The Abstract announces actual reduction in absolute levels of extension and calcification, whereas both their Figs. 2 and 3 and their archived data (at NOAA) show only declining but still positive growth rates.

    If I am right this is an absolute howler! Am I right?

    BTW, their archived data show no evidence of Michaelis-Menten kinetics, which appear not to be applicable at coral reefs, as there is no sign of any ceiling to cumulative extension or calcification in any of the D et al. archived data sets.

    I have also analysed their NOAA-archived Kelso 02A in some detail (although it ends in 2001).

    For example, although De’ath et al claim that CO2 is the villain behind their claims of imminent tipping points etc, when I do a regression on calcification at Kelso since 1958 against ENSO and atmospheric CO2, I find that the coefficient on the latter is just positive (it should be negative if D & co are right) but is not significant, while that on ENSO is strongly positive and highly significant, with D-W at 2.319 indicating absence of auto-correlation despite the very high Adj R2 of .974.

    If De’ath & co had ever plotted their extension, density, and calcification data for each of their reefs, they might have noticed the huge variability in Ext and Calc (whereas CO2 and temps are much more stable), which itself denotes some other predictor is needed, and that is of course ENSO. Adding ENSO to a plot of Calc. shows the incredible correlation between the two duly confirmed by regression, while [CO2] is of course irrelevant.

  27. #27 Paddy
    August 9, 2010

    Tim i must commend you for your standard regression analysis, and for exposing the garbage in dea’th et al! Many thanks!

  28. #28 MFS
    August 9, 2010

    Tim,

    >”If I am right this is an absolute howler! Am I right?”

    You are totally correct, it is a howler! As has been said before, you keep finding ways of being wrong that have not even yet been invented!!!!

    Pray, tell us, do you even know what ‘calcification’ and ‘extension’ mean? In your latest howler, you appear to not know the difference between a decline in a measure of growth (calcification and extension both being measures of accumulation) and an actual shrinkage!

    Now, after you were a wee boy, and growing fast, your bone extension eventually declined. Presumably, once you reached the age of about 18, the decline in your bone extension reached 100% and thus you stopped growing altogether. Tell me, when your growth rate declined 100% at the end of puberty, did you shrink to nothing? Do you now see the utter absurdity of your comment?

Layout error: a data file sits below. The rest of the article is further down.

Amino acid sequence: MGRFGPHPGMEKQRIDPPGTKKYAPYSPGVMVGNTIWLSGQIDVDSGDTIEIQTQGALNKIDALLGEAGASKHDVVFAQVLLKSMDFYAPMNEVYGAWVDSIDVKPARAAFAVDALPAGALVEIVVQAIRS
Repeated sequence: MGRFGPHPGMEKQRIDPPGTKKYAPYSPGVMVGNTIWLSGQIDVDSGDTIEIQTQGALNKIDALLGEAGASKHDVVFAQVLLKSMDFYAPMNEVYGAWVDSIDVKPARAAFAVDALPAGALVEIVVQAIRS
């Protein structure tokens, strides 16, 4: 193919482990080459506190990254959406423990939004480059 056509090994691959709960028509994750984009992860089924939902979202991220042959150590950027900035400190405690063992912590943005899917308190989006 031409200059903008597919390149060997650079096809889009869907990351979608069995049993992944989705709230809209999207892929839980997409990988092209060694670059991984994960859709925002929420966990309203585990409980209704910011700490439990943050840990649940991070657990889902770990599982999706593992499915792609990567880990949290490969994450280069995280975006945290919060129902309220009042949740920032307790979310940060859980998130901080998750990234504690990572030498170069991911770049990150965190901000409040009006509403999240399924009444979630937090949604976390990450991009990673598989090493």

You seem unable to resist making a remark about MM kinetics, and how they appear not to apply to coral reefs. Why did you expect them to? Did you even know coral is an animal? How on earth do you expect a fertilisation effect on an animal?

    Now, as to your regressions on a single core at Kelso, do you think a single core in one reef is a valid substitution for an analysis of 328 cores in 69 reefs? Please list the reasons why this is so.

  29. #29 Lotharsson
    August 9, 2010

    > You seem unable to resist making a remark about MM kinetics, and how they appear not to apply to coral reefs.

    Not only that, but yet again he merrily extrapolated from the specific to the general (in perhaps two different ways) without any justification for why this might be valid.

    But hey, at least it was convincing for Paddy.

  30. #30 Lotharsson
    August 9, 2010

    > …when I do a regression on calcification at Kelso since 1958 against ENSO and atmospheric CO2…

    TC, what do you actually regress against when you regress against ENSO? What metric, measured in what units?

  31. #31 Tim Curtin
    August 9, 2010

    I can scarcely believe the idiocies in multi-factorially stupid MFS and slothful Loth. Paddy has more brain than both of you combined.

    Multi-factorial stupid: the first point in my post was exactly the confusion in De’ath et al between as you put it “the difference between a decline in a measure of growth (calcification and extension both being measures of accumulation) and an actual shrinkage”. Just so! Death et al show no shrinkages.

    Yes I have always known corals are living and should therefore be subject to M-M, why are they not? On this point I just love De’ath et al as they refute Wigley.

    Loth: your idleness knows no bounds. Just regress Calcification on any one of the Death reefs against the ENSO index and the [CO2]; units are immaterial.

  32. #32 Jeff Harvey
    August 9, 2010

    *Paddy has more brain than both of you combined*

    Given the crap Paddy has spewed out here, it takes a lot of hubris to make this kind of remark. Tim would say a micofilarial tissue cell is intelligent if it made any kind of statement defending his rubbish.

    BTW Tim, I am not surprised that you have not at all commented on the Kleypas et al. rejoinder to the McNeil et al paper you cited last week, nor, more importantly, of McNeil et als own response to the Kleypas et al. rejoinder in which they admitted that there were many uncertainties in estimating the effects of climate warming and ocean acidification on coral reefs. Why have you not responded to this? A: because you are super-selective in citing papers and you downplay or impugn anything that does not fit in with your worldview. Why else would you completely ignore the second McNeil et al. discussion in GRL?